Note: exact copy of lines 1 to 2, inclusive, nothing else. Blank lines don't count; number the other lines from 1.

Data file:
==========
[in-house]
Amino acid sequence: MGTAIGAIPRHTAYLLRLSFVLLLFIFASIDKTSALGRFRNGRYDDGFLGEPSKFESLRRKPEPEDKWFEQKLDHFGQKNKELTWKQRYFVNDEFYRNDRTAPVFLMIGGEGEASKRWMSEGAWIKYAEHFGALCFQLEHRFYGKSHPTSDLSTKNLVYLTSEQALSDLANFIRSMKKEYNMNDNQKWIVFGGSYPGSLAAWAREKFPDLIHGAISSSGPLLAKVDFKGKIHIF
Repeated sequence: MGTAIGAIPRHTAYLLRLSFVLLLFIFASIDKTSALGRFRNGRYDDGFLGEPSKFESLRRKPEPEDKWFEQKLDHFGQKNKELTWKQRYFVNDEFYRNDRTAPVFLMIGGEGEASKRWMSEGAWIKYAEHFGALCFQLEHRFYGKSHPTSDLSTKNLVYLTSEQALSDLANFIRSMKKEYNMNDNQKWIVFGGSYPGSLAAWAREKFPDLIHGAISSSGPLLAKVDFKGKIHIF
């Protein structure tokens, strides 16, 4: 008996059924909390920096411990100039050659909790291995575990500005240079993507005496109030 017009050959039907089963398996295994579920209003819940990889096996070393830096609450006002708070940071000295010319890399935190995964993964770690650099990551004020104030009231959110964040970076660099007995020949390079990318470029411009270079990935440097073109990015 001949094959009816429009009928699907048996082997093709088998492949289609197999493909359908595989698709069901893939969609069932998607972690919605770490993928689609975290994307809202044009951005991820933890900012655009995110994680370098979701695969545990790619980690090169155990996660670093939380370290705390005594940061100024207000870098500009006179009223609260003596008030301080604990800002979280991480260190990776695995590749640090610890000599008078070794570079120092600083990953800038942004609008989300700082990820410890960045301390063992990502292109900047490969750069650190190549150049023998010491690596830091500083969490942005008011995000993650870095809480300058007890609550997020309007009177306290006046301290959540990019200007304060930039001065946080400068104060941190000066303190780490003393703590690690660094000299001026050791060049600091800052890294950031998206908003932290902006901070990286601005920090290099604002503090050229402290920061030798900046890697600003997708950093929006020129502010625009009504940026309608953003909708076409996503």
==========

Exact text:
[in-house]
Amino acid sequence: MGTAIGAIPRHTAYLLRLSFVLLLFIFASIDKTSALGRFRNGRYDDGFLGEPSKFESLRRKPEPEDKWFEQKLDHFGQKNKELTWKQRYFVNDEFYRNDRTAPVFLMIGGEGEASKRWMSEGAWIKYAEHFGALCFQLEHRFYGKSHPTSDLSTKNLVYLTSEQALSDLANFIRSMKKEYNMNDNQKWIVFGGSYPGSLAAWAREKFPDLIHGAISSSGPLLAKVDFKGKIHIF